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I'm new to python so I really don't know the language very well.

the following example was taken from here http://docs.python.org/library/json.html

>>> import json
>>> json.loads('["foo", {"bar":["baz", null, 1.0, 2]}]')
[u'foo', {u'bar': [u'baz', None, 1.0, 2]}]

what does the u mean? and how do i know which elements are available in the dictionary?

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3 Answers 3

up vote 3 down vote accepted

Ignacio's answer a bit more verbose (no upvotes to me)

u'something' means that 'something' is a unicode string, and not for instance an ascii string. Generally text is encoded as 8-bit characters, and you need an encoding to properly interpret/display it. Unicode is 16-bit and doesn't need seperate encodings for the various locale dependent characters.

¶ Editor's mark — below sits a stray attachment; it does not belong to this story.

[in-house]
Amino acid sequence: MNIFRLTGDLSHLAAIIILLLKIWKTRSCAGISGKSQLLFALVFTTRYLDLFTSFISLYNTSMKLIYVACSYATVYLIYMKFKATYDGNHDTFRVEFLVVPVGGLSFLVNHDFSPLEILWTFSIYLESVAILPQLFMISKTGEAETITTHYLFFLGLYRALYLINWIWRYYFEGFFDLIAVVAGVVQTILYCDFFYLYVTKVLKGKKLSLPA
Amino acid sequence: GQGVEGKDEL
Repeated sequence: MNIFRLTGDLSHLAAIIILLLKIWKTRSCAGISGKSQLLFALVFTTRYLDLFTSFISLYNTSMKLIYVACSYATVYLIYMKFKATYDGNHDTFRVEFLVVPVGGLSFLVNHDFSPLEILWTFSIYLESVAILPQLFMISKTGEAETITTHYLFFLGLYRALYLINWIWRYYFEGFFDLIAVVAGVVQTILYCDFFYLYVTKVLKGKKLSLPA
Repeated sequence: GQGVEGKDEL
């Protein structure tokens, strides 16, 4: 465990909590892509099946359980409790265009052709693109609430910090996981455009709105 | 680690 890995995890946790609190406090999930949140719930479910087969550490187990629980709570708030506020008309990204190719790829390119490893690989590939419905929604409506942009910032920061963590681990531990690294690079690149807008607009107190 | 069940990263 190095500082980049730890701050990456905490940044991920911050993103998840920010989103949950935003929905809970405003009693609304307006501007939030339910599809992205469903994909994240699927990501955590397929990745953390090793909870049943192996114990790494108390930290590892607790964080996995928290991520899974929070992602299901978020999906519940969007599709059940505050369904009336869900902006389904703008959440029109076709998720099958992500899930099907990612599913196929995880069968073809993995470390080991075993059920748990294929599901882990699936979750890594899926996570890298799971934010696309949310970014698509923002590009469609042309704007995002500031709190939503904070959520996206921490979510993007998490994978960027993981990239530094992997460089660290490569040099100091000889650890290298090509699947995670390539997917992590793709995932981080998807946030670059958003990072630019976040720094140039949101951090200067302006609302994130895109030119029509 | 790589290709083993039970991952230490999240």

In a dictionary (enclosed by {}) the key is the part before the ":" and the value comes after.

You got a list, with elements:

  • foo, a Unicode string
  • a dictionary containing:
    • a key (unicode) "bar", and accessible through that key a list with values
      • unicode string baz,
      • None
      • a float 1.0
      • an integer 2
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It's a unicode. Iterating over the dict yields its keys:

for k in D:
  print k, D[k]
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The python type function can be useful here.

>>> import json
>>> data = json.loads('["foo", {"bar":["baz", null, 1.0, 2]}]')
>>> data
[u'foo', {u'bar': [u'baz', None, 1.0, 2]}]
>>> type(data)
<type 'list'>
>>> type(data[0])
<type 'unicode'>
>>> type(data[1])
<type 'dict'>
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I should haven noted that this is a 2.x series Python, where the unicode/str distinction matters. –  Gregg Lind Mar 23 '10 at 12:49

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